(5 years and 3 months, to be precise.) Okay: Material the media outlet cut from my piece, plus bits of context:
Brown spoke with WhoWhatWhy earlier this week from jail to emphasize the dishonesty with which the authorities have prosecuted him. He referred to his sealed detention hearing, saying the FBI’s agent Allyn Lynd testified under oath that laptop evidence proved the writer admitted to SWATing (placing false 911 calls to get locked-and-loaded police commandos out to a mark’s home). Brown said that not only did Lynd get away with that false allegation—which was at least explicable in that it served as a chief reason the judge denied bail—but the agent also got away with the weird claim that the defendant had lived in the Middle East.
“These people, these prosecutors, these FBI agents have blatantly lied so much,” Brown told us. “They aren’t rookies; these are people who have been around for a long time. So what that tells me—what that should tell everyone—is that they don’t lie for fun; they do it because it works. And the question is, Why does it work? And how bizarre is it that these things work? There doesn’t seem to be any negative feedback to prevent an FBI agent from lying on the stand.”
The prosecution throughout has twisted words to manufacture a case against his work and, in so doing, a case against what 21st-century journalism stands to become.
Brown, some of whose first writing sales were to America Online during its days as an Internet service provider, has long championed the decentralized, archival Internet as a better means of knowledge-production than the hierarchical media ecosystem where authors and pundits can lie persistently without consequences not unlike his prosecutors. After all, the use of hyperlinks—the primary controversy in his case—allows scrupulous authors and readers to cross-check data and call out errors in great detail.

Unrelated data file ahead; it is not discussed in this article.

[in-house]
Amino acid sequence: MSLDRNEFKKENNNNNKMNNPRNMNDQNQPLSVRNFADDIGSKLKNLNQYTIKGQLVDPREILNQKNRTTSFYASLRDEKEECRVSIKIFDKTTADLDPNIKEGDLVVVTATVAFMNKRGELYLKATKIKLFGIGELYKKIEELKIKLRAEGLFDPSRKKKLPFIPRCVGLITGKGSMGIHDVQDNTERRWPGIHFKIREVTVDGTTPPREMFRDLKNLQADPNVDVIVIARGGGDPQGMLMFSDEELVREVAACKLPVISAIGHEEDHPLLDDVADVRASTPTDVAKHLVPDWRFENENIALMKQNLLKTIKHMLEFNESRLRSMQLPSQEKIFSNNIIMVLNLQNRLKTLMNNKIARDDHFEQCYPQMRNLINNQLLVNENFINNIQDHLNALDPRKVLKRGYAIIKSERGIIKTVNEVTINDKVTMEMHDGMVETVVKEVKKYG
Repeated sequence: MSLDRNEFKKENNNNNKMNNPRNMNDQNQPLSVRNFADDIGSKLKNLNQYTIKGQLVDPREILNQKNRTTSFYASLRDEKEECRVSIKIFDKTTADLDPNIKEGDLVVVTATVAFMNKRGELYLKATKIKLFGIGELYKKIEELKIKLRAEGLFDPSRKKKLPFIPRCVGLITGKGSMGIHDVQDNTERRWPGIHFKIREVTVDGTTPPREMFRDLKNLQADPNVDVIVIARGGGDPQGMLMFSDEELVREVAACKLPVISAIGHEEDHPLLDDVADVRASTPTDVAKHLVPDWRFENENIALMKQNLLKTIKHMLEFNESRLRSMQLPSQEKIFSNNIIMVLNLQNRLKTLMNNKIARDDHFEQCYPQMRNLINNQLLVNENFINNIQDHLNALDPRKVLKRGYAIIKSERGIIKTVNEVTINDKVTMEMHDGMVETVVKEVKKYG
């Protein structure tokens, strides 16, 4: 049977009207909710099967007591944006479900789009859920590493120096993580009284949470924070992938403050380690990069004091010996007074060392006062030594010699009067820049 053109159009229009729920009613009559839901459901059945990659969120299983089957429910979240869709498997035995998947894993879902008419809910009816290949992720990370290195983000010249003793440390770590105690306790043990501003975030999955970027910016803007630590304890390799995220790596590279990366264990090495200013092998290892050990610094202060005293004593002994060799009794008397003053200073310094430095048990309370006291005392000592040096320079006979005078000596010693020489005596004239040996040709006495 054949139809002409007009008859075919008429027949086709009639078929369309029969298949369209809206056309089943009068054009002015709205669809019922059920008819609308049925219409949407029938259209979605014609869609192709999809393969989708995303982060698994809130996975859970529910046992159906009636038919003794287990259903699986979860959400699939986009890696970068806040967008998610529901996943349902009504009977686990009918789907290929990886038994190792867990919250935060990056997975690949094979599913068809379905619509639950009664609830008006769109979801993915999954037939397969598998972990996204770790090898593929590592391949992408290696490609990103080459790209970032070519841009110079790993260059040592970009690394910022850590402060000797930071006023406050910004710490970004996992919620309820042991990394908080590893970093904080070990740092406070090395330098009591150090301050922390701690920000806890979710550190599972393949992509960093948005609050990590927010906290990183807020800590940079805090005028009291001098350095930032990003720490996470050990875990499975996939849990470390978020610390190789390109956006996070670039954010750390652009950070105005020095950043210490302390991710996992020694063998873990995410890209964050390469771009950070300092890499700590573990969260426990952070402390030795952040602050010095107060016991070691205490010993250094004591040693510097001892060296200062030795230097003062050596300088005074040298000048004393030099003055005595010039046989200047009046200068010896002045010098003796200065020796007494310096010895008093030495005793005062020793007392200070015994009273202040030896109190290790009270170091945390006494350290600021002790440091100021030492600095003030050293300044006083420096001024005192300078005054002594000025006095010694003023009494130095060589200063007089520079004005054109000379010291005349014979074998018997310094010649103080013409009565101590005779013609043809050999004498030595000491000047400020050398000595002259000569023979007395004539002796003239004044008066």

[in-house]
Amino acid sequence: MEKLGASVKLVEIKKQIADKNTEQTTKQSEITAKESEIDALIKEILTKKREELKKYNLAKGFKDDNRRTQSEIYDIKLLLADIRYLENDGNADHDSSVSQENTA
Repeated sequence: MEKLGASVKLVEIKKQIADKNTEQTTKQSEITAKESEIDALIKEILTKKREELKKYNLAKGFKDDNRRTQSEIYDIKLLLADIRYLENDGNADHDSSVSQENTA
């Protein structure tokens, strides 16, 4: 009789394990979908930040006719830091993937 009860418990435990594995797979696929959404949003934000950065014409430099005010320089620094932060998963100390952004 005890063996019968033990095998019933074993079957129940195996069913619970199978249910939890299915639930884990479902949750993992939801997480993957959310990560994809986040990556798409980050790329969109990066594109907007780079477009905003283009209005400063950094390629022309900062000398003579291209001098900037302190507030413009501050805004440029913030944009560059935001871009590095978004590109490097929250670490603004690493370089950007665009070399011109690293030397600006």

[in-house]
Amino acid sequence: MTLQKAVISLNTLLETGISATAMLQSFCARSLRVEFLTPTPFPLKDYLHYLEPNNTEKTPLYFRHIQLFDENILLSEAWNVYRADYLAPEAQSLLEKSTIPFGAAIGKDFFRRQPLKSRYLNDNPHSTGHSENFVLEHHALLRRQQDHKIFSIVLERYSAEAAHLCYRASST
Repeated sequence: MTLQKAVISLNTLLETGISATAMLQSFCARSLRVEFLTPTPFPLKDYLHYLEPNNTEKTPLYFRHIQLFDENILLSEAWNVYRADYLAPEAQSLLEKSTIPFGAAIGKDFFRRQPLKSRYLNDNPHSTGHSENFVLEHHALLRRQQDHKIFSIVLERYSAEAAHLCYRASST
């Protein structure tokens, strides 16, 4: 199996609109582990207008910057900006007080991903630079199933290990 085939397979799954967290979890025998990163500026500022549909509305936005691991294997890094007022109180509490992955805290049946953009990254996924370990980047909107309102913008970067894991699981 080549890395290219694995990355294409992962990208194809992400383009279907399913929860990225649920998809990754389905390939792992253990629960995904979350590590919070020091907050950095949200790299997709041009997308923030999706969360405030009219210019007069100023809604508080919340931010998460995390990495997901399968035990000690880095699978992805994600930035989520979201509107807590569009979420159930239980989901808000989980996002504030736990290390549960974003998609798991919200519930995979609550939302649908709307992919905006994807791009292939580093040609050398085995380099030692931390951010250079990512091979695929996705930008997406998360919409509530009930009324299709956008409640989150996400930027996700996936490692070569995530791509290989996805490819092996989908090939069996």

Once Brown heard of Anonymous and WikiLeaks in 2010, he quickly realized how his crusade could be amped up with access to top-notch secrets and new ways to collaborate digitally. Soon he was giving more and more interviews to the traditional media—some of which the Department of Justice trotted out in court last December—explaining his political ideas and findings about the authorities’ information warfare projects and techniques. Meanwhile, in chat rooms and on social media, he was showing others how to mine state-held business registrations, trademark filings, and press releases so they, too, could turn Anonymous’s hack-leaks into actionable news and analysis. His audience grew and grew.
The government didn’t like that at all. Prosecutors let their motive slip during a 2013 hearing, as first reported by WhoWhatWhy. That was when the Department of Justice made a failed attempt to prevent Brown, while his case was ongoing, from criticizing anyone in the government whatsoever. (They did succeed in gagging him and his lawyers, for several months, from speaking out about his legal battles.)
Despite the Department of Justice’s hammering of him, Brown has remained steadfastly defiant. Reading his allocution, he told his judge, predictably, “I hope to convince Your Honor that I sincerely regret some of the things that I have done” but added with trademark dry humor: “Like nearly all federal defendants.”
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